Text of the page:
Register now for the Leibniz Symposium on Plant Cell Walls

Debora Gasperini, Katharina Bürstenbinder and Catalin Voiniciuc are co-organizing the Leibniz Plant Biochemistry Symposium 2021. This annual conference will be focused on Plant Cell Walls this year, and will be held as an online event for the first time.

We have an exciting speaker line-up and there will be free registration for participants from around the world. Space is limited, so don’t miss out.

Register now: https://webcast.meetyoo.de/reg/dZnJ5vMwozrM

Symposium website: Link

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February publication update

We are happy to have contributed to a new publication that appeared in Science Advances on the February 10. This study unveils how jasmonate signaling is initiated in the korrigan1 (kor1) cellulose-deficient mutant, and multiple ways in which it can be complemented. The work was lead by Stefan Mielke in Debora Gasperini’s research group at IPB Halle.

Article: https://doi.org/10.1126/sciadv.abf0356

Catalin Voiniciuc performed the cell wall analyses, and would like to acknowledge the valuable technical assistance of Christine Wagner and Bo Yang. The Science Advances study was originally available as a pre-print:

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February also marks the release of a correction to the Voiniciuc et al. (2018) Plant Physiology study of pectin biosynthetic enzymes. Unfortunately, there was an accidental mix-up of GAUT11 and another GAUT protein expressed at the same time. Catalin would like to thank the co-authors for reporting the problem affecting Figure 5 and Supplemental Figure 4A, and repeating the experiments. The corrigendum has addressed this issue and shows that the original results and conclusions that GAUT11 is a galacturonosyltransferase (GalAT) that elongates homogalacturonan (HG) are unaffected.

Original article: https://doi.org/10.1104/pp.18.00584

Corrigendum: https://doi.org/10.1093/plphys/kiaa037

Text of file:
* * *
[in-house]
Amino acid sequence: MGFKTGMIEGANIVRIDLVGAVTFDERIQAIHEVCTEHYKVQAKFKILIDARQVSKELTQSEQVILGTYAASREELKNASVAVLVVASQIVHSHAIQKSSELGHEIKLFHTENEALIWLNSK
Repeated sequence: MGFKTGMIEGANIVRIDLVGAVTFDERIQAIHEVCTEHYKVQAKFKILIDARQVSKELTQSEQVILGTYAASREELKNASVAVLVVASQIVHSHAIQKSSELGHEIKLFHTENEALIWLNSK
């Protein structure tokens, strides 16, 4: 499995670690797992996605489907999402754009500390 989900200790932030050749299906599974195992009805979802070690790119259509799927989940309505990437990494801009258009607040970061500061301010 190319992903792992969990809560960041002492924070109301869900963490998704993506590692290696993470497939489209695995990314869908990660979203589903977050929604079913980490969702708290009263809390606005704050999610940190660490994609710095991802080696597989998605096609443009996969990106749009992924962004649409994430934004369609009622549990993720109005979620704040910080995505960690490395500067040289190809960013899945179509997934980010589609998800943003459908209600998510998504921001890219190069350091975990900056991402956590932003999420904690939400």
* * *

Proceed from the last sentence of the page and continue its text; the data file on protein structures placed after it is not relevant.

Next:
Our first preprint: the importance of seed mucilage polymers

Discover our latest findings on the roles of different cell wall polymers in shaping the surface properties of Arabidopsis thaliana seeds and how structural changes modulate salt tolerance.

October 2020 – update

Review of orthogonal hosts to study cell wall synthesis

We published a review article in Plants (https://doi.org/10.3390/plants8110516), part of a special issue on “Plant Cell Wall Biology”. In close collaboration with multiple colleagues from Düsseldorf, we assessed the suitability of more than ten orthogonal hosts for synthetic biology and to study plant cell wall biosynthesis.

In particular, we focused on the key advantages and limitations of several bacterial, fungal and animal systems for the heterologous expression of plant glycosyltransferases to reconstruct polymers. We also analyzed the glycosidic linkages of native polymers from promising orthogonal hosts and discuss how they might impact the heterologous production of various plant polysaccharides.

Synthetic biology strategy to study cell wall biosynthesis. Reproduced from Pauly et al., 2019

Reference:

Pauly M, Gawenda NWagner C, Fischbach P, Ramírez V, Axmann IM, Voiniciuc C* (2019) The Suitability of Orthogonal Hosts to Study Plant Cell Wall Biosynthesis. Plants 8516